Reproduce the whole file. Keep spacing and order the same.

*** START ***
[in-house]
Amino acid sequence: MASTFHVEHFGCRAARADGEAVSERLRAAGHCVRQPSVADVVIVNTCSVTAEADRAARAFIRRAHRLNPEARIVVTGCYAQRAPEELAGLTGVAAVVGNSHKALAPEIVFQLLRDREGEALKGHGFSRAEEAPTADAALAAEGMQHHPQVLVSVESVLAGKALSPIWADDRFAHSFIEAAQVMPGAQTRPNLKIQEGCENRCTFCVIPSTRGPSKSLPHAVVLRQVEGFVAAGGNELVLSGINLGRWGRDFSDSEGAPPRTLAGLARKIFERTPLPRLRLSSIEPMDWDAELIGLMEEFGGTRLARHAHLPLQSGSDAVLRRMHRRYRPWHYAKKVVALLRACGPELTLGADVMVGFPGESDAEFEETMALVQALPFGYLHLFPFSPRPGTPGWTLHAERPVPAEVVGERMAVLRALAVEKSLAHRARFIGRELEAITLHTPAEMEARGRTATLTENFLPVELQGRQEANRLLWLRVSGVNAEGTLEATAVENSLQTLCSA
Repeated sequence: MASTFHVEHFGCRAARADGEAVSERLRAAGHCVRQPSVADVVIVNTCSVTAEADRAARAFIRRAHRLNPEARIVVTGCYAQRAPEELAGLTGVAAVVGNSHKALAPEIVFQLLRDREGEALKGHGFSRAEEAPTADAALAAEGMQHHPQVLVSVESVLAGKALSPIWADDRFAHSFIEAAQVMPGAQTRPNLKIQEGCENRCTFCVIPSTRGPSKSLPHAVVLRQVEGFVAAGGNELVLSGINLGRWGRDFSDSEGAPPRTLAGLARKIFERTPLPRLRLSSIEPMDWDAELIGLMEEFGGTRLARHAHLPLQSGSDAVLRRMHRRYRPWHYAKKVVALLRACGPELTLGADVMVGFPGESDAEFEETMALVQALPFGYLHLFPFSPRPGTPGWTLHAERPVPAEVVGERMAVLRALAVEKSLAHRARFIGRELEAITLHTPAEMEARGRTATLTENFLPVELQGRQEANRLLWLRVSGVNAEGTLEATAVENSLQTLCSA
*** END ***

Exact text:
[in-house]
Amino acid sequence: MASTFHVEHFGCRAARADGEAVSERLRAAGHCVRQPSVADVVIVNTCSVTAEADRAARAFIRRAHRLNPEARIVVTGCYAQRAPEELAGLTGVAAVVGNSHKALAPEIVFQLLRDREGEALKGHGFSRAEEAPTADAALAAEGMQHHPQVLVSVESVLAGKALSPIWADDRFAHSFIEAAQVMPGAQTRPNLKIQEGCENRCTFCVIPSTRGPSKSLPHAVVLRQVEGFVAAGGNELVLSGINLGRWGRDFSDSEGAPPRTLAGLARKIFERTPLPRLRLSSIEPMDWDAELIGLMEEFGGTRLARHAHLPLQSGSDAVLRRMHRRYRPWHYAKKVVALLRACGPELTLGADVMVGFPGESDAEFEETMALVQALPFGYLHLFPFSPRPGTPGWTLHAERPVPAEVVGERMAVLRALAVEKSLAHRARFIGRELEAITLHTPAEMEARGRTATLTENFLPVELQGRQEANRLLWLRVSGVNAEGTLEATAVENSLQTLCSA
Repeated sequence: MASTFHVEHFGCRAARADGEAVSERLRAAGHCVRQPSVADVVIVNTCSVTAEADRAARAFIRRAHRLNPEARIVVTGCYAQRAPEELAGLTGVAAVVGNSHKALAPEIVFQLLRDREGEALKGHGFSRAEEAPTADAALAAEGMQHHPQVLVSVESVLAGKALSPIWADDRFAHSFIEAAQVMPGAQTRPNLKIQEGCENRCTFCVIPSTRGPSKSLPHAVVLRQVEGFVAAGGNELVLSGINLGRWGRDFSDSEGAPPRTLAGLARKIFERTPLPRLRLSSIEPMDWDAELIGLMEEFGGTRLARHAHLPLQSGSDAVLRRMHRRYRPWHYAKKVVALLRACGPELTLGADVMVGFPGESDAEFEETMALVQALPFGYLHLFPFSPRPGTPGWTLHAERPVPAEVVGERMAVLRALAVEKSLAHRARFIGRELEAITLHTPAEMEARGRTATLTENFLPVELQGRQEANRLLWLRVSGVNAEGTLEATAVENSLQTLCSA